In "Pass/No-Pass Step 1: Navigating the Changing Path to Medical Education,"1 Mr Higgins and Dr Flanagan state that the ultimate goal for medical schools is, “Cultivating competent, patient-centered, humanistic physicians.” This goal resonates deeply with me as a medical educator. The authors state that the move to pass/no-pass Step one (S1) grading is unlikely to substantially change self-directed learning behavior and the pervasive use of external resources should be accepted and not fought against. They describe a curricular innovation that incorporates longitudinal clinical experiences early in the educational process and push S1 back until after clinical rotations. I look forward to seeing a future manuscript presenting the outcomes of this curricular innovation.
My concern is that students supplementing their undergraduate medical education (UME) curricula with external,2 costly3 commercial resources is not occurring simply because these students don’t trust the medical school curricula to prepare them. Students are highly motivated by a successful match and program directors (PDs) have been clear that S1 score was the single most important item used to select who to interview in 2021.4
Time in undergraduate medical education is a precious resource. S1 emphasis in residency selection has grown over the last two decades,5 and with it so have scores and time spent preparing for the exam. In 2000 the national mean score was 2155 and students reported an average of 319 hours of preparation6 during their dedicated study period. By 2020 the mean score rose to 234 (NBME)7 and students reported an average of 490 hours of dedicated study.8 Passing S1 is by no means easy, but the move to pass/no-pass scoring should free up at least the 171 extra hours that students are now spending, as 215 is still well above the national passing level of 196. I applaud the authors for filling that time with meaningful, early, patient-centered care. How else can we leverage this time to best prepare learners for graduate medical education and future practice?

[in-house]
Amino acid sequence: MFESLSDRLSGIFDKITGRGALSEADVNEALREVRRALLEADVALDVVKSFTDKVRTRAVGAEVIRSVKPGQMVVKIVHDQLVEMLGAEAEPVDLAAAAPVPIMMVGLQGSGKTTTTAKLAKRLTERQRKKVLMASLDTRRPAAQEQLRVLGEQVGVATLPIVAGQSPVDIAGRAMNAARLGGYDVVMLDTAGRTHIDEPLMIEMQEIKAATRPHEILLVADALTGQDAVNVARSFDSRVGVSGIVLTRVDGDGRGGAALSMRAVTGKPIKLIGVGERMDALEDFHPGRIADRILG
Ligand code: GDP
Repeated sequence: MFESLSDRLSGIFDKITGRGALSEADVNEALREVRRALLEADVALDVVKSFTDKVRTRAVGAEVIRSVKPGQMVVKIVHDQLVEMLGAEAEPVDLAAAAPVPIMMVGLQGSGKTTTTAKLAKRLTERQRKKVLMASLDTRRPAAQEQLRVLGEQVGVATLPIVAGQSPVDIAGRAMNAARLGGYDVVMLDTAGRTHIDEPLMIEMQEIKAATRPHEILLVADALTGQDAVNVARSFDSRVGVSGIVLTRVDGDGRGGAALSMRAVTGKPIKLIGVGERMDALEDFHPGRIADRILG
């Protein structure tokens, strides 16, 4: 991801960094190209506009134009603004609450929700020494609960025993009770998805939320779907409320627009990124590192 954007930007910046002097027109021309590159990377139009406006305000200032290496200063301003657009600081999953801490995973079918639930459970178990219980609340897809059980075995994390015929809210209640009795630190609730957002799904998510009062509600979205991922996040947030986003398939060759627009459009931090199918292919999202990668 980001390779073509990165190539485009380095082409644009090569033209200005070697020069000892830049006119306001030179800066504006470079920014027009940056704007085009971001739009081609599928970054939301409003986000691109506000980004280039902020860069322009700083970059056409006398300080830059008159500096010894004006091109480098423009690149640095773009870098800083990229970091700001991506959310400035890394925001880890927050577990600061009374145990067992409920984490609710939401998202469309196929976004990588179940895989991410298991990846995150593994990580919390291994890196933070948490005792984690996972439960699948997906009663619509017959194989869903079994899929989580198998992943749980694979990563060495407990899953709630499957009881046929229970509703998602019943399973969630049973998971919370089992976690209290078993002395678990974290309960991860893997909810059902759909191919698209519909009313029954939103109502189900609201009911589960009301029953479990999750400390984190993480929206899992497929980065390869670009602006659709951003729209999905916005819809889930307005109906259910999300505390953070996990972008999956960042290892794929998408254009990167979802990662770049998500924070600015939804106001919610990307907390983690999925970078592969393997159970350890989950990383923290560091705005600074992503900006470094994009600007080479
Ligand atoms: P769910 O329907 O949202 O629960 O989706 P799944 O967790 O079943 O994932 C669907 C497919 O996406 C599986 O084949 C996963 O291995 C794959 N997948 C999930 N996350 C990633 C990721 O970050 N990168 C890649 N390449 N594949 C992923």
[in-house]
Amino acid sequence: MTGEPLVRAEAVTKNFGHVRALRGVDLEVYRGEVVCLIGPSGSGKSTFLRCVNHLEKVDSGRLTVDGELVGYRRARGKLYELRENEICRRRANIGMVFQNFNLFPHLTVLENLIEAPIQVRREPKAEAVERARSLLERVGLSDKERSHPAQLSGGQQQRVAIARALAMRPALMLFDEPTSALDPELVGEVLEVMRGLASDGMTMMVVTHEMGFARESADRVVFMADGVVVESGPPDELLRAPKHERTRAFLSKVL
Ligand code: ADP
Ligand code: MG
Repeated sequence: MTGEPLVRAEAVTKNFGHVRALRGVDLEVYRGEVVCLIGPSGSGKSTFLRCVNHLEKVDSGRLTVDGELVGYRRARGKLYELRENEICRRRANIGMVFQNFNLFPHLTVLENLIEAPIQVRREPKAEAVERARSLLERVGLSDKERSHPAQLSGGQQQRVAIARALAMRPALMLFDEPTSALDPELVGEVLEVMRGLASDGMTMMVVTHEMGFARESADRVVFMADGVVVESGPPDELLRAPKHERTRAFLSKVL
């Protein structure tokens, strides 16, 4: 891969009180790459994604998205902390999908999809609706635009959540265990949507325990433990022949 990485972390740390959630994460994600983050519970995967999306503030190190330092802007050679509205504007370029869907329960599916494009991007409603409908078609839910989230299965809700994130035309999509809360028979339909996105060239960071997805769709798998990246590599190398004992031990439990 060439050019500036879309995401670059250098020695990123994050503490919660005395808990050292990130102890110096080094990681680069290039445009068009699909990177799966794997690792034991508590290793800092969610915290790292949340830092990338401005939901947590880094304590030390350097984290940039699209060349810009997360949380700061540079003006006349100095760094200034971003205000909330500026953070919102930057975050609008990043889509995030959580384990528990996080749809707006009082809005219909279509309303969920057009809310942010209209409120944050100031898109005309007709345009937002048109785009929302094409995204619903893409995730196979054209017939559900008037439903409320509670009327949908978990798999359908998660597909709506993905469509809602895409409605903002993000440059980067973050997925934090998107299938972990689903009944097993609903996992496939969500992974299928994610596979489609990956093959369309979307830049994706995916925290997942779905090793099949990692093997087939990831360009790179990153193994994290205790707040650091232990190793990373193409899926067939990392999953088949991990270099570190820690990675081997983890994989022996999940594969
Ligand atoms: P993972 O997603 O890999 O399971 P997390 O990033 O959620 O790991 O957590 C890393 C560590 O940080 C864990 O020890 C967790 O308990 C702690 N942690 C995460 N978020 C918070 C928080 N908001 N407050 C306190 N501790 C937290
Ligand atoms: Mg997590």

Unfortunately, Step 2 Clinical Knowledge is already the third most commonly cited factor by PDs in selecting candidates for interviews.4 I remain concerned that if we as a community of educators cannot identify other meaningful metrics for selecting who to interview, we will simply see that time shifted from S1 study to S2 study. I continue to encourage us as a community of medical educators to define what we care about and how we can objectively assess and communicate those data to partners across the UME-GME divide. Longitudinal patient-centered education may be an excellent way to train the next generation of physicians, but I fear that as long as our interview selection process favors multiple-choice question examinations, that is what our students will dedicate their efforts to mastering.